Educators' dollars fuel race for board
By ROBERT KING
© St. Petersburg Times, published November 1, 2000
As campaign war chests go, the $6,120 that School Board candidate Shannon Laviano has put together is relatively meager. But she thinks the people behind the money say a great deal about her candidacy.
Her contributors include one of the superintendent's top assistants, the middle and high school curriculum director, the Hernando County teachers union political action committee and money from similar teachers union PACs in Pasco and Broward counties.
Overall, Laviano has raised three times the money that was given to her opponent, former School Board Chairwoman Gail Coleman, who hasn't actively sought donations.
Laviano said the cash contributions are just the most visible sign that people support what she stands for. And more than that, she thinks it makes a statement about what people inside the school system think of Coleman, a School Board member from 1992 to 1996.
"She touts her education and her professionalism, but the people who worked for her don't even support her," Laviano said.
Coleman had $1,550 on Oct. 13, the most recent deadline for campaign finance reports. Most of it was her own money. Cash is still coming into both campaigns. The candidates must file a final report of their contributions and expenses by Friday.
By far, the teachers unions have been the biggest outside supporters of Laviano's campaign. The Hernando teachers union PAC gave her $500 before the Sept. 5 primary and $500 after the primary -- the maximum allowed by law.
But the teachers union took the extra effort to solicit help for Laviano's campaign from their sister organizations in Pasco, which gave Laviano $300, and Broward County, $500.
Leaders of the Pasco and Broward PACs said such out-of-county money is not unusual. And both said their donations were based solely on the fact that the Hernando teachers union had endorsed Laviano and that they had asked for help.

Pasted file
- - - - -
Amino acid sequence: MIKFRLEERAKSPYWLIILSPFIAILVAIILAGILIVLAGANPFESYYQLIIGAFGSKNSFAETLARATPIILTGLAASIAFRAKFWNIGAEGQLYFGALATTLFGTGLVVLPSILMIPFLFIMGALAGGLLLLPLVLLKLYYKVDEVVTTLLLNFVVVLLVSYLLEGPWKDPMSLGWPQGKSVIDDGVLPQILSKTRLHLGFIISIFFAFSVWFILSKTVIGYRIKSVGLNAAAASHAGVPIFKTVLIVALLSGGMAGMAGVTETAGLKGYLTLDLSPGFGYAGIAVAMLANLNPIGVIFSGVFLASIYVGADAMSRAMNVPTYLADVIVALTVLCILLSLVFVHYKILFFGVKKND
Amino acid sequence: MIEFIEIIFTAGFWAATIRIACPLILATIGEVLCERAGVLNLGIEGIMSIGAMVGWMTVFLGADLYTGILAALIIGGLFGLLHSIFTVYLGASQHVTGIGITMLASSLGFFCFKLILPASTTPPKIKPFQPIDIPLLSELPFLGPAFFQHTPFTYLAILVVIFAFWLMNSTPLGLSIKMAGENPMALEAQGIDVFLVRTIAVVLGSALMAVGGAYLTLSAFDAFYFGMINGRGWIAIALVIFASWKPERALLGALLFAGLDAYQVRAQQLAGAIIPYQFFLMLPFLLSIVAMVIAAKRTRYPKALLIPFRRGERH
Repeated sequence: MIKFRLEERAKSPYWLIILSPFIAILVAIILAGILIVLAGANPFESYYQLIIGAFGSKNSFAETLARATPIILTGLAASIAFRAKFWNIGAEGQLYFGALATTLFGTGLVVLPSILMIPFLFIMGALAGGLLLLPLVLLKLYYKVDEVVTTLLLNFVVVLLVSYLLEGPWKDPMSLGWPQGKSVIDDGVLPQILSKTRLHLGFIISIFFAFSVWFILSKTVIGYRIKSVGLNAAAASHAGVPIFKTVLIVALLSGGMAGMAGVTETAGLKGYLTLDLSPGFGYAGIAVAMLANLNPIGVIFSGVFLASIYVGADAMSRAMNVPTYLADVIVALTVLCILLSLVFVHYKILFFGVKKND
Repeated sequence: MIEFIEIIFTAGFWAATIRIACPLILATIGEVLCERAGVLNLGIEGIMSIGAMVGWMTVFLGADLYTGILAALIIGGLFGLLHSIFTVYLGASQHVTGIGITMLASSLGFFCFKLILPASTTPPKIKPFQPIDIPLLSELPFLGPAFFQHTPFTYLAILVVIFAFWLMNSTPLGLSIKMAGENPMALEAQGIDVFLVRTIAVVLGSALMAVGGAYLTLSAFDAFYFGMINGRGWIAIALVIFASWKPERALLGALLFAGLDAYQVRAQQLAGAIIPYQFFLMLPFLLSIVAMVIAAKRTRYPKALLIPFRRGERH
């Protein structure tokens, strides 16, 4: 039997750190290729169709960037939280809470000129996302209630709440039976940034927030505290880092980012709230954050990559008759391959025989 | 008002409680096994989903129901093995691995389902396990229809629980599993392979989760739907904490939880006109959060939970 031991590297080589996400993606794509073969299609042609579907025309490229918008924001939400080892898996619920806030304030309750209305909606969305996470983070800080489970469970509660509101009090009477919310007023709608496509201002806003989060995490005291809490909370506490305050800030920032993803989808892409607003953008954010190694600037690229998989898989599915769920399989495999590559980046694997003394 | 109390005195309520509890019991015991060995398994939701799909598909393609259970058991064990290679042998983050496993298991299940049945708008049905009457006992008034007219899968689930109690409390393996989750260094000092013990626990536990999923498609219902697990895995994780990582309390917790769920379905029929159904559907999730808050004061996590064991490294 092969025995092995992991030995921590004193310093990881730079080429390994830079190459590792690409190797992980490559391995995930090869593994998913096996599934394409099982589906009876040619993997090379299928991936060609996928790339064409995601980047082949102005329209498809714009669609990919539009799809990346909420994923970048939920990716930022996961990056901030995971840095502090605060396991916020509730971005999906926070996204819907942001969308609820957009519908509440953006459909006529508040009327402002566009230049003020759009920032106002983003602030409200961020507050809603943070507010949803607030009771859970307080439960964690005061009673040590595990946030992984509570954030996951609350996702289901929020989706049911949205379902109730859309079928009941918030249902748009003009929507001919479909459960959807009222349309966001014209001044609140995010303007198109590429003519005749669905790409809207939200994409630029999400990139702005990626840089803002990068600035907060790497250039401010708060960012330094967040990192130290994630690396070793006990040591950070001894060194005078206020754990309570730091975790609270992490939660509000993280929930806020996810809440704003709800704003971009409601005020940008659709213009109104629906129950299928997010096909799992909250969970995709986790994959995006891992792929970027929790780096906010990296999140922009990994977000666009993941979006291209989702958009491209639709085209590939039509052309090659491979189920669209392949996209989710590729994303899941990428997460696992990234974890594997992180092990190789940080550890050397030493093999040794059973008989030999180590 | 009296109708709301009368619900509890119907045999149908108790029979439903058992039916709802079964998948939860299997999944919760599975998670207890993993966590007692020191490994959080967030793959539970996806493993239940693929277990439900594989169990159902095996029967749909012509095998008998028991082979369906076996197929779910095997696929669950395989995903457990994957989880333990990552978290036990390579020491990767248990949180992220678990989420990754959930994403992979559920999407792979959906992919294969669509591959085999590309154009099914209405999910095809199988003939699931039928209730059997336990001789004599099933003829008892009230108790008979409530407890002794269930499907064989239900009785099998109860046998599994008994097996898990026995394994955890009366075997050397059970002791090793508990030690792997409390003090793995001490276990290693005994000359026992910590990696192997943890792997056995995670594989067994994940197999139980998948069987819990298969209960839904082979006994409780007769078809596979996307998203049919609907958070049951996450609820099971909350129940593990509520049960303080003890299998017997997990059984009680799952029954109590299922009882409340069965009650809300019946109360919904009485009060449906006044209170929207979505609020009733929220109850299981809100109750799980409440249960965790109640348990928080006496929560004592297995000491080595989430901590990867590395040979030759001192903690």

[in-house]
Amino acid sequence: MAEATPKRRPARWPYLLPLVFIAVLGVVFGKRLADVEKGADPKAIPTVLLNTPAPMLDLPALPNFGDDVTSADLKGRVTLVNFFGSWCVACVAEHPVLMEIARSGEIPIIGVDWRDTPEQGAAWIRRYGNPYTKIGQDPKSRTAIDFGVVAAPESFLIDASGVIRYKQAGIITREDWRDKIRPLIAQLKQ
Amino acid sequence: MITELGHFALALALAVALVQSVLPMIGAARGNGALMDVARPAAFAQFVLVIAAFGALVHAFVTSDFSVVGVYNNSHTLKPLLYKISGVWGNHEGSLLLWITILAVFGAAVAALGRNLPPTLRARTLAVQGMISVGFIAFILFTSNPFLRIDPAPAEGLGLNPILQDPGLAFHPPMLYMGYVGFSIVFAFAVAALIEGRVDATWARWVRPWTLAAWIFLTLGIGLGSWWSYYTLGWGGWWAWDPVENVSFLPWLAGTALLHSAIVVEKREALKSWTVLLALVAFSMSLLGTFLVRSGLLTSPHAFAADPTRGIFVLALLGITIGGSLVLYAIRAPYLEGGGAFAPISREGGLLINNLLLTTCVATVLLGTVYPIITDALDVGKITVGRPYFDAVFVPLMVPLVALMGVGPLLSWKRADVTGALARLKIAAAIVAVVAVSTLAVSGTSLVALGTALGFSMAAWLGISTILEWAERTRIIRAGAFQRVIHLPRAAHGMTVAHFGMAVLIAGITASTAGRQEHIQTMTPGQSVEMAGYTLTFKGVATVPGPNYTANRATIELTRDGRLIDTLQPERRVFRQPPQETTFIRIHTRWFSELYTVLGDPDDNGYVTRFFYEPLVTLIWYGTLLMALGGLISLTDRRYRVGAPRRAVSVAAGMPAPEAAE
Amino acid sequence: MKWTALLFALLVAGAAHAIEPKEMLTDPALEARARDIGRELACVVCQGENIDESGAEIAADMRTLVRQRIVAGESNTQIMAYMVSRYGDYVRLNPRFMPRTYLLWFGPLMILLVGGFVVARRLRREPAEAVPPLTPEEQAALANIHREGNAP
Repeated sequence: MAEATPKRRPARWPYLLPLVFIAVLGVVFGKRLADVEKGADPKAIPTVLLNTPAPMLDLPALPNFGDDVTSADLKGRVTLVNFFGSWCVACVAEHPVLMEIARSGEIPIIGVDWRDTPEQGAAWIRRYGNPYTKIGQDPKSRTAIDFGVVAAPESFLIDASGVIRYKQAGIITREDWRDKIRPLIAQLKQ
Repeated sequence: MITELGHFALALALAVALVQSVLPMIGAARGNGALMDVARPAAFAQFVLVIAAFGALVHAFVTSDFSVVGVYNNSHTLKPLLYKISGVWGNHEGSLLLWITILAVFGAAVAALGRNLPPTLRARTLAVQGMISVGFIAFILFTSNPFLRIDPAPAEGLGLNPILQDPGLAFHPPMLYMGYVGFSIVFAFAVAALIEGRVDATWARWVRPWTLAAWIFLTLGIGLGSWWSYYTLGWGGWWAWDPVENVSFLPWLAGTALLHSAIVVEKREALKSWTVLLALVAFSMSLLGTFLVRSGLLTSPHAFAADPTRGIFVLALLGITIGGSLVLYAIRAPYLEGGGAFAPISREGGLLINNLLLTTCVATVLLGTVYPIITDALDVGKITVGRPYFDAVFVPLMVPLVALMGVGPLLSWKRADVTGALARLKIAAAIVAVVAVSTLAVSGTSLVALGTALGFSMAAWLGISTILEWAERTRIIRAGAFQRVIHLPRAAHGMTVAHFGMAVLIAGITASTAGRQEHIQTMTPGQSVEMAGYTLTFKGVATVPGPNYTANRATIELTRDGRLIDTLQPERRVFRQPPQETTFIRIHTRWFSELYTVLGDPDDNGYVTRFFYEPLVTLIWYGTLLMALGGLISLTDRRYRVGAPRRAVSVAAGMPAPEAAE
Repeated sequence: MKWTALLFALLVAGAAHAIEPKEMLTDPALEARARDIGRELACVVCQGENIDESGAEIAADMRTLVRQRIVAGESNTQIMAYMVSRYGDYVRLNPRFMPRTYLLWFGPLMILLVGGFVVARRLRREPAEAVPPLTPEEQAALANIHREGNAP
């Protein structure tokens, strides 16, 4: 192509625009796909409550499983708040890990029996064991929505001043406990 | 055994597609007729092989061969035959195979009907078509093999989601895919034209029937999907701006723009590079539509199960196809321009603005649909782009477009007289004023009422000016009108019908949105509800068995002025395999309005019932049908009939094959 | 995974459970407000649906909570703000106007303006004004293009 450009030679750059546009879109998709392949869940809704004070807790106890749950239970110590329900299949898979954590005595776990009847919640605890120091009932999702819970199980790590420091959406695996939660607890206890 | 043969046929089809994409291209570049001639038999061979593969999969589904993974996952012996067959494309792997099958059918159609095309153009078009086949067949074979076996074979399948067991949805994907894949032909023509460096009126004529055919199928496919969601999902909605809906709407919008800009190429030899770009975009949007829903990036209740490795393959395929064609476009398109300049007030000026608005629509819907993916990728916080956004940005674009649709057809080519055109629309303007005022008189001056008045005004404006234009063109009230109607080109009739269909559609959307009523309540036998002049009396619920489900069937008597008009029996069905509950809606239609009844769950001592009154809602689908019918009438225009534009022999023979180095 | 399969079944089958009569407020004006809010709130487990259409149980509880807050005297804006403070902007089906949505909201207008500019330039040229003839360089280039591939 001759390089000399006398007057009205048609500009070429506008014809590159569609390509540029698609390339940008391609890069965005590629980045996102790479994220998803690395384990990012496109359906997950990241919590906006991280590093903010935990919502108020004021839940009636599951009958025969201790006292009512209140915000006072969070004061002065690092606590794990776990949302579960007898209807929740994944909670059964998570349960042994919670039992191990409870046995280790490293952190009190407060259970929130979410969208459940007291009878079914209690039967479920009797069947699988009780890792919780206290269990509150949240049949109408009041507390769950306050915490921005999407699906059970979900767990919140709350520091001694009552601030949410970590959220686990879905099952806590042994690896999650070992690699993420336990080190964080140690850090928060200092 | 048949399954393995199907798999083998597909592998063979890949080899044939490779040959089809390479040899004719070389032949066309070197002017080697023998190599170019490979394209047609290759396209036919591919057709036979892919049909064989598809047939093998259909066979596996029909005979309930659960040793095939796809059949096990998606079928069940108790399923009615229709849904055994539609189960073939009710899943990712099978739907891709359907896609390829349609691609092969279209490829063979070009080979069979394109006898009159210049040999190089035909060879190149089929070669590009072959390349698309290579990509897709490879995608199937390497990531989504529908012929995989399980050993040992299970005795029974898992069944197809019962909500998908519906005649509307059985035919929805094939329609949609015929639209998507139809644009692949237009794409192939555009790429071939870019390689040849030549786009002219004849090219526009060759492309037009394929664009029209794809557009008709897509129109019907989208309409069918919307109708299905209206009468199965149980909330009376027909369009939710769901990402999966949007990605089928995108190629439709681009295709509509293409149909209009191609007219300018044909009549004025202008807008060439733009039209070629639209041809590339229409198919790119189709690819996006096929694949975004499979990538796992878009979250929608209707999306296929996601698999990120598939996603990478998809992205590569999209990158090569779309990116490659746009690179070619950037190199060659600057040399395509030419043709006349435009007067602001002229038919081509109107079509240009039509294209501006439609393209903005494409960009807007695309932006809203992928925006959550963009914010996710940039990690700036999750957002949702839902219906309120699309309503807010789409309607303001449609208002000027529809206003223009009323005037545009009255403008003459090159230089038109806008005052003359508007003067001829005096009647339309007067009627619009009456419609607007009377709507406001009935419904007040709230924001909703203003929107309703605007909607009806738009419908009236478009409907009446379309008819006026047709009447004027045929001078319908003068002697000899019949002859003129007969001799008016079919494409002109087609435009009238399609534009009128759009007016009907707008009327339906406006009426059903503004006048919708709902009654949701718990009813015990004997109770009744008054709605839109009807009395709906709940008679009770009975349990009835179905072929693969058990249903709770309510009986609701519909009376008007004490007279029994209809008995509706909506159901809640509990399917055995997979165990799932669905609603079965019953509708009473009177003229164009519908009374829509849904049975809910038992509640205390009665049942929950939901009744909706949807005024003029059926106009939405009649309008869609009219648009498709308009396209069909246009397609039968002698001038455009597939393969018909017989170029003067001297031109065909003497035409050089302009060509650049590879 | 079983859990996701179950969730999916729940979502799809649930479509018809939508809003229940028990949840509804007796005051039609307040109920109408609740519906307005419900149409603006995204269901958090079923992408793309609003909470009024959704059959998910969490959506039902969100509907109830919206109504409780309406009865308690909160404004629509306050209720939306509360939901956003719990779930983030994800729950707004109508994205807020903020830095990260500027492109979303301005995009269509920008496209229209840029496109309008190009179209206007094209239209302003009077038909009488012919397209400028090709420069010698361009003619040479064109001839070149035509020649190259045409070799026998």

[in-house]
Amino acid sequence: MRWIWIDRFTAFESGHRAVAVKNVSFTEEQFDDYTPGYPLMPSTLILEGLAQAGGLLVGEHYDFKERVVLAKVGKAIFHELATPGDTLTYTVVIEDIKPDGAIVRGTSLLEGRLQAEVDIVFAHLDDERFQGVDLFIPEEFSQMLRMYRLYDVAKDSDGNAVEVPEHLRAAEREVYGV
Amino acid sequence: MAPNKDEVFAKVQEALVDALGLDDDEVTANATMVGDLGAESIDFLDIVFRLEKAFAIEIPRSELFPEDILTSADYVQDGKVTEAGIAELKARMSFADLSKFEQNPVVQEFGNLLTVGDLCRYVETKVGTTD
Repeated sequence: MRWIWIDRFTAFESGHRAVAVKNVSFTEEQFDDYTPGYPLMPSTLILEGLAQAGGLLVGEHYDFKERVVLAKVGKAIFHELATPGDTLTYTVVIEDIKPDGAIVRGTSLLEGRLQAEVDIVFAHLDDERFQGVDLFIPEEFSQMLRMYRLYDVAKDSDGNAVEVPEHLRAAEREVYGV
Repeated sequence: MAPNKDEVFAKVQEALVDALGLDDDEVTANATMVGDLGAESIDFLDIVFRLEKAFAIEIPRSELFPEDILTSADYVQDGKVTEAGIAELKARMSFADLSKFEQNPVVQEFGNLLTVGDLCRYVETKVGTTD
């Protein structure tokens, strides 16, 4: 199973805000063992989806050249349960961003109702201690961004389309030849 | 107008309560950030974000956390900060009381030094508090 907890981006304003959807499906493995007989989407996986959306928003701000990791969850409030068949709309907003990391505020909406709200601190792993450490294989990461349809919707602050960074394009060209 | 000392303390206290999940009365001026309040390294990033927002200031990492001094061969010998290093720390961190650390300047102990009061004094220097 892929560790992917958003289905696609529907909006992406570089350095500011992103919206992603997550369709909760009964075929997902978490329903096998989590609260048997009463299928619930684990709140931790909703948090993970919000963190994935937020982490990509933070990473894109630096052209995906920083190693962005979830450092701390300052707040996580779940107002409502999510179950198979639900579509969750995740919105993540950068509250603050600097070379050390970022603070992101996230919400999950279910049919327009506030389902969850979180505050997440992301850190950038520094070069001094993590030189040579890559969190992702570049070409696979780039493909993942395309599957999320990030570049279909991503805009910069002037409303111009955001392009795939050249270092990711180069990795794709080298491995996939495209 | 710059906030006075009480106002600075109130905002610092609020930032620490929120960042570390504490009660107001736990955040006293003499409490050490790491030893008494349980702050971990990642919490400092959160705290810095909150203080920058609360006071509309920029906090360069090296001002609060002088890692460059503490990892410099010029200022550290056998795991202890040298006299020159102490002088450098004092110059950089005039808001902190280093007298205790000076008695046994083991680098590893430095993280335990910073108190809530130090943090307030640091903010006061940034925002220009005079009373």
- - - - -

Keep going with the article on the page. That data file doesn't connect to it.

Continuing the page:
"We as teachers unions have the same criteria for endorsements: a support for public schools, a support for public school teachers," said Janet Conner, political and legislative affairs manager for the Broward teachers.
Stephen Stora, a technology teacher at Powell Middle School and the Hernando teachers union PAC committee chairman, said he sought contributions on Laviano's behalf at state meetings of the Florida Education Association.
And the cross-border contributions didn't flow just one way. The Hernando teachers union PAC also gave money to candidates in Broward and Orange counties. But, Stora said, the Broward gift wasn't to pay back that union for its gift to Laviano.
Even if there was an arrangement, it would be legal, said Kristi Bronson, legal counsel for the Florida Division of Elections.
Coleman received the Hernando teachers union endorsement and a $500 contribution in 1992. But in 2000, she told union leaders that she would appreciate their endorsement but was not interested in their money.
Coleman said, after taking the union's money in 1992, she felt political pressure from union leaders on some decisions she was faced with. For that reason, she says union money is best avoided. And Coleman questions whether Laviano -- who has received more than three times the union money Coleman got in 1992 -- would have the will to stand up to the union.
"That's a big contribution," Coleman said. "What are the expectations that go with that?"
Laviano says she cannot be bought with a campaign contribution. And Stora, the union's PAC chairman, said Laviano will not be beholden.
"Just because we support a candidate and try to get them elected does not mean they are obligated to us," he said. "We don't buy candidates. We are not in the business of doing that."
Laviano received $300 each from the two top officials in the district's secondary education department: Barney Stratton, who declined to discuss the reasons for his gift; and Charles Casciotta, who could not be reached.
Superintendent John Sanders has not made a contribution in the School Board race. But he supports the rights of staffers who wish to do so.
Stratton said he sees no risk in giving to one candidate but not the other. "We have a lot of administrators who probably didn't vote for the incumbents we have now. We work cooperatively with whoever is in the system."
Aside from educators, Laviano's contributor list includes dozens of individuals who gave $10, $20 and $30 -- people she identified as friends from her church, Nativity Lutheran, or from the community.
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